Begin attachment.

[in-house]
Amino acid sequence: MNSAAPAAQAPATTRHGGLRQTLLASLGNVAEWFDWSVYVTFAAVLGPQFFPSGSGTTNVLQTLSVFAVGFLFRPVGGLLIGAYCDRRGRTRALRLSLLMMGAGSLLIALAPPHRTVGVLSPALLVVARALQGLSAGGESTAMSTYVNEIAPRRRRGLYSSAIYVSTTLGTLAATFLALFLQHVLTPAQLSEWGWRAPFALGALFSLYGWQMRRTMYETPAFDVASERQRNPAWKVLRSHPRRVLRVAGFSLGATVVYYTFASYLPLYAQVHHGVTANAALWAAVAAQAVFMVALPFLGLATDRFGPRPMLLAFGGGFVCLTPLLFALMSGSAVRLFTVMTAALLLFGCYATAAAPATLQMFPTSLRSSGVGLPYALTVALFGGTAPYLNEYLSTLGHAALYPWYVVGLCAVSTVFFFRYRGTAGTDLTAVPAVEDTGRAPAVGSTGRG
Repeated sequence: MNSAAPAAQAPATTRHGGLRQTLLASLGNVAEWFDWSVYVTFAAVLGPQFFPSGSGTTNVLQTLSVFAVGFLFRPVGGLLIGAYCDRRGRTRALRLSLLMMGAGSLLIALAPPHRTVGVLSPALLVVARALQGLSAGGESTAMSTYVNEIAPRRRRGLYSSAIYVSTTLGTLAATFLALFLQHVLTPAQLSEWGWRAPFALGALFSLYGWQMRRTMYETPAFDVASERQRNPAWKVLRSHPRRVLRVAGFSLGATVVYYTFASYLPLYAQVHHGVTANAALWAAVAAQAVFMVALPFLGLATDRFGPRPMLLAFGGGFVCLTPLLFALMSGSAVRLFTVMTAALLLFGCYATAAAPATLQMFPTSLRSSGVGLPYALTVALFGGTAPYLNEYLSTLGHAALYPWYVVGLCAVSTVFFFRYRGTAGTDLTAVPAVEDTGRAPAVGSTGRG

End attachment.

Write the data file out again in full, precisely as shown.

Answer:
[in-house]
Amino acid sequence: MNSAAPAAQAPATTRHGGLRQTLLASLGNVAEWFDWSVYVTFAAVLGPQFFPSGSGTTNVLQTLSVFAVGFLFRPVGGLLIGAYCDRRGRTRALRLSLLMMGAGSLLIALAPPHRTVGVLSPALLVVARALQGLSAGGESTAMSTYVNEIAPRRRRGLYSSAIYVSTTLGTLAATFLALFLQHVLTPAQLSEWGWRAPFALGALFSLYGWQMRRTMYETPAFDVASERQRNPAWKVLRSHPRRVLRVAGFSLGATVVYYTFASYLPLYAQVHHGVTANAALWAAVAAQAVFMVALPFLGLATDRFGPRPMLLAFGGGFVCLTPLLFALMSGSAVRLFTVMTAALLLFGCYATAAAPATLQMFPTSLRSSGVGLPYALTVALFGGTAPYLNEYLSTLGHAALYPWYVVGLCAVSTVFFFRYRGTAGTDLTAVPAVEDTGRAPAVGSTGRG
Repeated sequence: MNSAAPAAQAPATTRHGGLRQTLLASLGNVAEWFDWSVYVTFAAVLGPQFFPSGSGTTNVLQTLSVFAVGFLFRPVGGLLIGAYCDRRGRTRALRLSLLMMGAGSLLIALAPPHRTVGVLSPALLVVARALQGLSAGGESTAMSTYVNEIAPRRRRGLYSSAIYVSTTLGTLAATFLALFLQHVLTPAQLSEWGWRAPFALGALFSLYGWQMRRTMYETPAFDVASERQRNPAWKVLRSHPRRVLRVAGFSLGATVVYYTFASYLPLYAQVHHGVTANAALWAAVAAQAVFMVALPFLGLATDRFGPRPMLLAFGGGFVCLTPLLFALMSGSAVRLFTVMTAALLLFGCYATAAAPATLQMFPTSLRSSGVGLPYALTVALFGGTAPYLNEYLSTLGHAALYPWYVVGLCAVSTVFFFRYRGTAGTDLTAVPAVEDTGRAPAVGSTGRG